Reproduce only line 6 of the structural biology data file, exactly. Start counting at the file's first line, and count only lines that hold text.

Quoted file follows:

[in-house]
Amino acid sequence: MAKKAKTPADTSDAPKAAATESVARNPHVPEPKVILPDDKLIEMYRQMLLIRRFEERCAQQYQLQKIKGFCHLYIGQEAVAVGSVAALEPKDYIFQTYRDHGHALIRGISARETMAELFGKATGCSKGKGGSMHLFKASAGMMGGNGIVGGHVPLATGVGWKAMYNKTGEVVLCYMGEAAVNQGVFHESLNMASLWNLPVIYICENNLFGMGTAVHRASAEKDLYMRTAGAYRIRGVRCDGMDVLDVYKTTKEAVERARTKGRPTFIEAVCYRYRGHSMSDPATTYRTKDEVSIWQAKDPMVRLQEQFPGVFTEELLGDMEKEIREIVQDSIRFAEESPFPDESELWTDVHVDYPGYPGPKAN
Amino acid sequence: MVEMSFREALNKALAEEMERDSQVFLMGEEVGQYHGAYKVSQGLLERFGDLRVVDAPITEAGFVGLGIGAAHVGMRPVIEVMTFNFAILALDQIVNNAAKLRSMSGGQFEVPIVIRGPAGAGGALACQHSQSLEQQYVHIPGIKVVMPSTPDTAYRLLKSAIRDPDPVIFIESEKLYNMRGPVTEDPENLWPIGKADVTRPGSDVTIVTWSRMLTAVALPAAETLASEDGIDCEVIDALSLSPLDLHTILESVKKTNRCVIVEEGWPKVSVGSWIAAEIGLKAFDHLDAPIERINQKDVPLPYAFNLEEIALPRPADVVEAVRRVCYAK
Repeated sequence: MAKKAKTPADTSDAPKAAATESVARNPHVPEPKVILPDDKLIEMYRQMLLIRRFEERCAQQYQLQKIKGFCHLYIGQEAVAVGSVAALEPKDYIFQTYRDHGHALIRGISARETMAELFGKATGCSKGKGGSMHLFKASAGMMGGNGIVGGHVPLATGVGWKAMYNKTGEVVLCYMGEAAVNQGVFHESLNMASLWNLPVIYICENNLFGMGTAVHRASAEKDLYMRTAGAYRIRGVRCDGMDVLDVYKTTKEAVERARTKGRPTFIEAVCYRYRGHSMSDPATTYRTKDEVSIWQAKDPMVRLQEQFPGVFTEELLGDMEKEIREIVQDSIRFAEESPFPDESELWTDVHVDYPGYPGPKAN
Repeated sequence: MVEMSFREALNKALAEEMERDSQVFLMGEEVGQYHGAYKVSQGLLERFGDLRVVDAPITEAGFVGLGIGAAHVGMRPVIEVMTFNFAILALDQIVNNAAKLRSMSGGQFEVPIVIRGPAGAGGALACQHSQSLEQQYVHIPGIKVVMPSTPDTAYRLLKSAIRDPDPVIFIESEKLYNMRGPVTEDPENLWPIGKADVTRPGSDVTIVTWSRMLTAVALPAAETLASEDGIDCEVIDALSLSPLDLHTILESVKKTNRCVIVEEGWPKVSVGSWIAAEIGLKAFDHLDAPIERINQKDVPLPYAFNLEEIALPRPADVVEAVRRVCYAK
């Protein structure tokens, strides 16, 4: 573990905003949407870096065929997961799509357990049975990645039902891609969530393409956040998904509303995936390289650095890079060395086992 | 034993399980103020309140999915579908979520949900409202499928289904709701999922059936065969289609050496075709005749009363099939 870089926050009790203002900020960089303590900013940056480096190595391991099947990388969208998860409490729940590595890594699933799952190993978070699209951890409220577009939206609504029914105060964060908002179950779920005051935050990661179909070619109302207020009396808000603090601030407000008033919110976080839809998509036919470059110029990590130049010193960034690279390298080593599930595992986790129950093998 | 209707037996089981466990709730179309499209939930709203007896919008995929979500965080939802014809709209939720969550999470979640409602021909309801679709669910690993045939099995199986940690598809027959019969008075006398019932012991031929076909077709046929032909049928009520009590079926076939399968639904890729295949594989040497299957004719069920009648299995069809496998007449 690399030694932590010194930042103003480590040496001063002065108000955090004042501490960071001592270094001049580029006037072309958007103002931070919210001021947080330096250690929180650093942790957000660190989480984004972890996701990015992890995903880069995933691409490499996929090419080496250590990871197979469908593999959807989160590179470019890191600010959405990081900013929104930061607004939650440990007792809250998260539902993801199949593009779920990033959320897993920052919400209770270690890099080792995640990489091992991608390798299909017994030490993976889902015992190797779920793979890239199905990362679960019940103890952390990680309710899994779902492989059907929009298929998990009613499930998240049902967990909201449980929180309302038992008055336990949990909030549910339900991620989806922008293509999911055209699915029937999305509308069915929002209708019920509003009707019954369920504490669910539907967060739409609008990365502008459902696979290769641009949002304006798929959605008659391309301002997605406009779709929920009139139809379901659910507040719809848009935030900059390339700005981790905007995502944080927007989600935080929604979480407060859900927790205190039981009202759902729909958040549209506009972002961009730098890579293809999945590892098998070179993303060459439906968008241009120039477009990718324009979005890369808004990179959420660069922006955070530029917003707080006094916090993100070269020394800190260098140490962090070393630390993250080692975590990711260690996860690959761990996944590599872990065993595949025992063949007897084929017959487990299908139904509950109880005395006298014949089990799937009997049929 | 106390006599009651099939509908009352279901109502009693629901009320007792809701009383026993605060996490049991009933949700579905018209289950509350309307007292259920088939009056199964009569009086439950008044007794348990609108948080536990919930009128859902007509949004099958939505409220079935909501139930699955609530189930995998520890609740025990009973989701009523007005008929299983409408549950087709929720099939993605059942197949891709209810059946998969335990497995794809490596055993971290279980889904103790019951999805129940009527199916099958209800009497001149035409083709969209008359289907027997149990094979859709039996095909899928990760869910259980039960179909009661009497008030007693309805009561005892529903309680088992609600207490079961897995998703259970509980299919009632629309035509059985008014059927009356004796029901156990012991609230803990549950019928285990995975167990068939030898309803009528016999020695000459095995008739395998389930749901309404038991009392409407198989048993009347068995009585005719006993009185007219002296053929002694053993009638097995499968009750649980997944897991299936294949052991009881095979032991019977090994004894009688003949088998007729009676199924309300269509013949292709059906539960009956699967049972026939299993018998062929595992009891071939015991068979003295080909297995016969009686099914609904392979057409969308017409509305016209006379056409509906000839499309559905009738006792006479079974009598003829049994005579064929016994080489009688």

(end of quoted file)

């Protein structure tokens, strides 16, 4: 573990905003949407870096065929997961799509357990049975990645039902891609969530393409956040998904509303995936390289650095890079060395086992 | 034993399980103020309140999915579908979520949900409202499928289904709701999922059936065969289609050496075709005749009363099939 870089926050009790203002900020960089303590900013940056480096190595391991099947990388969208998860409490729940590595890594699933799952190993978070699209951890409220577009939206609504029914105060964060908002179950779920005051935050990661179909070619109302207020009396808000603090601030407000008033919110976080839809998509036919470059110029990590130049010193960034690279390298080593599930595992986790129950093998 | 209707037996089981466990709730179309499209939930709203007896919008995929979500965080939802014809709209939720969550999470979640409602021909309801679709669910690993045939099995199986940690598809027959019969008075006398019932012991031929076909077709046929032909049928009520009590079926076939399968639904890729295949594989040497299957004719069920009648299995069809496998007449 690399030694932590010194930042103003480590040496001063002065108000955090004042501490960071001592270094001049580029006037072309958007103002931070919210001021947080330096250690929180650093942790957000660190989480984004972890996701990015992890995903880069995933691409490499996929090419080496250590990871197979469908593999959807989160590179470019890191600010959405990081900013929104930061607004939650440990007792809250998260539902993801199949593009779920990033959320897993920052919400209770270690890099080792995640990489091992991608390798299909017994030490993976889902015992190797779920793979890239199905990362679960019940103890952390990680309710899994779902492989059907929009298929998990009613499930998240049902967990909201449980929180309302038992008055336990949990909030549910339900991620989806922008293509999911055209699915029937999305509308069915929002209708019920509003009707019954369920504490669910539907967060739409609008990365502008459902696979290769641009949002304006798929959605008659391309301002997605406009779709929920009139139809379901659910507040719809848009935030900059390339700005981790905007995502944080927007989600935080929604979480407060859900927790205190039981009202759902729909958040549209506009972002961009730098890579293809999945590892098998070179993303060459439906968008241009120039477009990718324009979005890369808004990179959420660069922006955070530029917003707080006094916090993100070269020394800190260098140490962090070393630390993250080692975590990711260690996860690959761990996944590599872990065993595949025992063949007897084929017959487990299908139904509950109880005395006298014949089990799937009997049929 | 106390006599009651099939509908009352279901109502009693629901009320007792809701009383026993605060996490049991009933949700579905018209289950509350309307007292259920088939009056199964009569009086439950008044007794348990609108948080536990919930009128859902007509949004099958939505409220079935909501139930699955609530189930995998520890609740025990009973989701009523007005008929299983409408549950087709929720099939993605059942197949891709209810059946998969335990497995794809490596055993971290279980889904103790019951999805129940009527199916099958209800009497001149035409083709969209008359289907027997149990094979859709039996095909899928990760869910259980039960179909009661009497008030007693309805009561005892529903309680088992609600207490079961897995998703259970509980299919009632629309035509059985008014059927009356004796029901156990012991609230803990549950019928285990995975167990068939030898309803009528016999020695000459095995008739395998389930749901309404038991009392409407198989048993009347068995009585005719006993009185007219002296053929002694053993009638097995499968009750649980997944897991299936294949052991009881095979032991019977090994004894009688003949088998007729009676199924309300269509013949292709059906539960009956699967049972026939299993018998062929595992009891071939015991068979003295080909297995016969009686099914609904392979057409969308017409509305016209006379056409509906000839499309559905009738006792006479079974009598003829049994005579064929016994080489009688």